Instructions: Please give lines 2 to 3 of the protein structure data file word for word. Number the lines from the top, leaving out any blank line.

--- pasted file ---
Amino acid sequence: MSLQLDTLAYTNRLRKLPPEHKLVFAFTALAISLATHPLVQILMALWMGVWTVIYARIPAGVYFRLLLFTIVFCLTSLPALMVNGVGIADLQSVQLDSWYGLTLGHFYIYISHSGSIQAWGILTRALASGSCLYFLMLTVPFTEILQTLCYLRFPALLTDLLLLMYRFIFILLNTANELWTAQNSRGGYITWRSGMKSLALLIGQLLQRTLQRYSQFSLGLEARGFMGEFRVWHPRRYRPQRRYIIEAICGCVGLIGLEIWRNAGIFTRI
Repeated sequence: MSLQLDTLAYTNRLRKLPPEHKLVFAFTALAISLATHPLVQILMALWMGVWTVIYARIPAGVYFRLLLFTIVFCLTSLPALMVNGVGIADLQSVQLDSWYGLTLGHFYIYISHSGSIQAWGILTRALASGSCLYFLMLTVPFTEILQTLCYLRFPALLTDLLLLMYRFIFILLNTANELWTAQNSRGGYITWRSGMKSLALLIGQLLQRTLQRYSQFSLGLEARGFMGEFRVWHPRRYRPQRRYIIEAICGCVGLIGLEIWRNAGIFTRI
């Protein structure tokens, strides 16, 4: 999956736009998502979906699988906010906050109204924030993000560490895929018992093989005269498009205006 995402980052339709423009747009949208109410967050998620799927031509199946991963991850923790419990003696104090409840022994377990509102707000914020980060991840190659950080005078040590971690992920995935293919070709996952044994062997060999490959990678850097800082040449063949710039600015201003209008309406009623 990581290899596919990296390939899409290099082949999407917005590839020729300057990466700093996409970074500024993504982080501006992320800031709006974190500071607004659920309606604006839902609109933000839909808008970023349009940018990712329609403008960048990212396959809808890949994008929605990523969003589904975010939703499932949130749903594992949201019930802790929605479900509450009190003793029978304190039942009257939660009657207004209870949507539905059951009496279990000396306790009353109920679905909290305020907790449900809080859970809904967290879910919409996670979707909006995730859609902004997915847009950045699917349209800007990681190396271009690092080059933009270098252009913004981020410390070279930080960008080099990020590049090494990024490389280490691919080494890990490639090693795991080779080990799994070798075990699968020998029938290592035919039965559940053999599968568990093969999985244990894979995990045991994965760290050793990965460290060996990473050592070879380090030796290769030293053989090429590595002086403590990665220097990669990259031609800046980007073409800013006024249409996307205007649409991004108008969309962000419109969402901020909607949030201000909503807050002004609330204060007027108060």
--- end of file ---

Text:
Repeated sequence: MSLQLDTLAYTNRLRKLPPEHKLVFAFTALAISLATHPLVQILMALWMGVWTVIYARIPAGVYFRLLLFTIVFCLTSLPALMVNGVGIADLQSVQLDSWYGLTLGHFYIYISHSGSIQAWGILTRALASGSCLYFLMLTVPFTEILQTLCYLRFPALLTDLLLLMYRFIFILLNTANELWTAQNSRGGYITWRSGMKSLALLIGQLLQRTLQRYSQFSLGLEARGFMGEFRVWHPRRYRPQRRYIIEAICGCVGLIGLEIWRNAGIFTRI
């Protein structure tokens, strides 16, 4: 999956736009998502979906699988906010906050109204924030993000560490895929018992093989005269498009205006 995402980052339709423009747009949208109410967050998620799927031509199946991963991850923790419990003696104090409840022994377990509102707000914020980060991840190659950080005078040590971690992920995935293919070709996952044994062997060999490959990678850097800082040449063949710039600015201003209008309406009623 990581290899596919990296390939899409290099082949999407917005590839020729300057990466700093996409970074500024993504982080501006992320800031709006974190500071607004659920309606604006839902609109933000839909808008970023349009940018990712329609403008960048990212396959809808890949994008929605990523969003589904975010939703499932949130749903594992949201019930802790929605479900509450009190003793029978304190039942009257939660009657207004209870949507539905059951009496279990000396306790009353109920679905909290305020907790449900809080859970809904967290879910919409996670979707909006995730859609902004997915847009950045699917349209800007990681190396271009690092080059933009270098252009913004981020410390070279930080960008080099990020590049090494990024490389280490691919080494890990490639090693795991080779080990799994070798075990699968020998029938290592035919039965559940053999599968568990093969999985244990894979995990045991994965760290050793990965460290060996990473050592070879380090030796290769030293053989090429590595002086403590990665220097990669990259031609800046980007073409800013006024249409996307205007649409991004108008969309962000419109969402901020909607949030201000909503807050002004609330204060007027108060």